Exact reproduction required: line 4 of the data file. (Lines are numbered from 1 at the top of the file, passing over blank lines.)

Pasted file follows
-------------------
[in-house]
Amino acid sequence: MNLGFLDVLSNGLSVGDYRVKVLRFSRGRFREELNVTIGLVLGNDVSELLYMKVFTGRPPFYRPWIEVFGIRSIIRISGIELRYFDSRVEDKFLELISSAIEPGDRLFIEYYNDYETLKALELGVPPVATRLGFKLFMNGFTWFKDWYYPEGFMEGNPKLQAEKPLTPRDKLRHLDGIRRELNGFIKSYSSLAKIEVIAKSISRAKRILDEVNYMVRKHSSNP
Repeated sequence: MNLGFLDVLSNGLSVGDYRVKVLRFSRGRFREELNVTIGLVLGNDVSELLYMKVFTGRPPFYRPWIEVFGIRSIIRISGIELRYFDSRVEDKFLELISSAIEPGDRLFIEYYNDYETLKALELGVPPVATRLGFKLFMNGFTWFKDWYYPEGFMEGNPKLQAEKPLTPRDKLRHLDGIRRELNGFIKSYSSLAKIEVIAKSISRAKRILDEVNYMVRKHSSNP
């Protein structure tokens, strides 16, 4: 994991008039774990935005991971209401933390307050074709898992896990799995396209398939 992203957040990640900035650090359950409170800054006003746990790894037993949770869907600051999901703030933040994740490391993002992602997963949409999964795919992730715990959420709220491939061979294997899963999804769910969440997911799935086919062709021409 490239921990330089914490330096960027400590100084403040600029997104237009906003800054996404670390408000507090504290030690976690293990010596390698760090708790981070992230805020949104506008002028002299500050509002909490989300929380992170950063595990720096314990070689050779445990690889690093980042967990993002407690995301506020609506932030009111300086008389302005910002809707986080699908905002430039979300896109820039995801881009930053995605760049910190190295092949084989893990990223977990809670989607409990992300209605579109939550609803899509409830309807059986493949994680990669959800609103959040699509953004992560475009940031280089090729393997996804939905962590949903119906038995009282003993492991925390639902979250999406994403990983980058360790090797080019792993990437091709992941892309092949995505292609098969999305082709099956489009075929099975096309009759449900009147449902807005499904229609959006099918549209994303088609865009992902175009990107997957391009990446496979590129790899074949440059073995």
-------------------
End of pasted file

């Protein structure tokens, strides 16, 4: 994991008039774990935005991971209401933390307050074709898992896990799995396209398939 992203957040990640900035650090359950409170800054006003746990790894037993949770869907600051999901703030933040994740490391993002992602997963949409999964795919992730715990959420709220491939061979294997899963999804769910969440997911799935086919062709021409 490239921990330089914490330096960027400590100084403040600029997104237009906003800054996404670390408000507090504290030690976690293990010596390698760090708790981070992230805020949104506008002028002299500050509002909490989300929380992170950063595990720096314990070689050779445990690889690093980042967990993002407690995301506020609506932030009111300086008389302005910002809707986080699908905002430039979300896109820039995801881009930053995605760049910190190295092949084989893990990223977990809670989607409990992300209605579109939550609803899509409830309807059986493949994680990669959800609103959040699509953004992560475009940031280089090729393997996804939905962590949903119906038995009282003993492991925390639902979250999406994403990983980058360790090797080019792993990437091709992941892309092949995505292609098969999305082709099956489009075929099975096309009759449900009147449902807005499904229609959006099918549209994303088609865009992902175009990107997957391009990446496979590129790899074949440059073995």